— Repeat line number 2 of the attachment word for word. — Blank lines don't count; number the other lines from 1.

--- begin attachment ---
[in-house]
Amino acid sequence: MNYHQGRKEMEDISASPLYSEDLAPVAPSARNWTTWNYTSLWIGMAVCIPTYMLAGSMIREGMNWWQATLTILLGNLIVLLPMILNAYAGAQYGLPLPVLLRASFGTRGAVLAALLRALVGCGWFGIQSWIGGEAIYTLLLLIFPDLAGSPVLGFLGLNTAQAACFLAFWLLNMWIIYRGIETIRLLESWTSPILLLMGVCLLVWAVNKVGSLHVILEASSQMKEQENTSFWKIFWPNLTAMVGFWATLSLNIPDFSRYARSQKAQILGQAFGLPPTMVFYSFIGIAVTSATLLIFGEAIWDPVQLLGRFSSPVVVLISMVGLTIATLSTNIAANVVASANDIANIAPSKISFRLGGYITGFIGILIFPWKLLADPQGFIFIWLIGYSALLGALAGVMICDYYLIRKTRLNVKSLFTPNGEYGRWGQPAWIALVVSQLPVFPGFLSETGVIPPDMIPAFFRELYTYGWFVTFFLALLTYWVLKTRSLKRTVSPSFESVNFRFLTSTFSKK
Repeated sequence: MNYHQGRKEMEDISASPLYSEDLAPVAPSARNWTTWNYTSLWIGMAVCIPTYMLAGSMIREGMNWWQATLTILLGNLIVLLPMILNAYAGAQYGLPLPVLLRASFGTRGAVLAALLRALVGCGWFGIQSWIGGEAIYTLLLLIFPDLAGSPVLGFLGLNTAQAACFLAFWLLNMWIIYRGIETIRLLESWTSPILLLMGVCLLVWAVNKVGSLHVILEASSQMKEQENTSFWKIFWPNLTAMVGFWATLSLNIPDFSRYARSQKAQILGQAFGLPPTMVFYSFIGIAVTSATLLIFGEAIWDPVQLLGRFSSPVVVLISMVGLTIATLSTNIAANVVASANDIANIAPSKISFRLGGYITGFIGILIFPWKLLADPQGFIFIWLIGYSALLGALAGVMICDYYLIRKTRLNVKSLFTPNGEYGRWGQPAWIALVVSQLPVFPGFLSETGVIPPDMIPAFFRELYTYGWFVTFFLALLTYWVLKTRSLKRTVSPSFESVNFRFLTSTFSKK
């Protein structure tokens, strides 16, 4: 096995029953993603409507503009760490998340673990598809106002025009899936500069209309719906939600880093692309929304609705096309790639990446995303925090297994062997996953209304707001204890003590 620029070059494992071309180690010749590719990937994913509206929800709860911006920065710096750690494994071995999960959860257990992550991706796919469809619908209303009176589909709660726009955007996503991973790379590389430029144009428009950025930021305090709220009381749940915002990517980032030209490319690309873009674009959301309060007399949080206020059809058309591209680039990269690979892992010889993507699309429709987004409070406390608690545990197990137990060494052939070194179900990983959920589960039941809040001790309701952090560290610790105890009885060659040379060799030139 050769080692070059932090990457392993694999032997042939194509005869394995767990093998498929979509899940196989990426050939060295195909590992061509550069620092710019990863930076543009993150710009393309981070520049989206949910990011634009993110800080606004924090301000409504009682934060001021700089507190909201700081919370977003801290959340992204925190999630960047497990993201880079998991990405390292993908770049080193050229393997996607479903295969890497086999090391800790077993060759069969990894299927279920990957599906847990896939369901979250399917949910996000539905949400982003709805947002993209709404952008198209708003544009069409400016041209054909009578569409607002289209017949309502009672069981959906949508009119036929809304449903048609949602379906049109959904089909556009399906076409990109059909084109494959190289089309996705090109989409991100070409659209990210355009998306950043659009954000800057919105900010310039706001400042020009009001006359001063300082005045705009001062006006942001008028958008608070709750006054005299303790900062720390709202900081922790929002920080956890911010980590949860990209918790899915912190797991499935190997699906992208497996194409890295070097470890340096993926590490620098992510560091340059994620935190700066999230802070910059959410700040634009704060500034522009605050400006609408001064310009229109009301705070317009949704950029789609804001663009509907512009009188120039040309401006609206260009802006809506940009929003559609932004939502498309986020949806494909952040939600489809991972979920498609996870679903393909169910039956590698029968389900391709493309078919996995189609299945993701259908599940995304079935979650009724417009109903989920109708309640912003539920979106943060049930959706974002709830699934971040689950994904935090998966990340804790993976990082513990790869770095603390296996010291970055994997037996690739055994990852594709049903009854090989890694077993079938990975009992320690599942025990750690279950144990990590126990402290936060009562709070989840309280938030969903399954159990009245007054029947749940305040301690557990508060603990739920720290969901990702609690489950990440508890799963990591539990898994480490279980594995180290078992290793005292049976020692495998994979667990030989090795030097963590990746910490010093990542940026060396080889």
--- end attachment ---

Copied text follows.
Amino acid sequence: MNYHQGRKEMEDISASPLYSEDLAPVAPSARNWTTWNYTSLWIGMAVCIPTYMLAGSMIREGMNWWQATLTILLGNLIVLLPMILNAYAGAQYGLPLPVLLRASFGTRGAVLAALLRALVGCGWFGIQSWIGGEAIYTLLLLIFPDLAGSPVLGFLGLNTAQAACFLAFWLLNMWIIYRGIETIRLLESWTSPILLLMGVCLLVWAVNKVGSLHVILEASSQMKEQENTSFWKIFWPNLTAMVGFWATLSLNIPDFSRYARSQKAQILGQAFGLPPTMVFYSFIGIAVTSATLLIFGEAIWDPVQLLGRFSSPVVVLISMVGLTIATLSTNIAANVVASANDIANIAPSKISFRLGGYITGFIGILIFPWKLLADPQGFIFIWLIGYSALLGALAGVMICDYYLIRKTRLNVKSLFTPNGEYGRWGQPAWIALVVSQLPVFPGFLSETGVIPPDMIPAFFRELYTYGWFVTFFLALLTYWVLKTRSLKRTVSPSFESVNFRFLTSTFSKK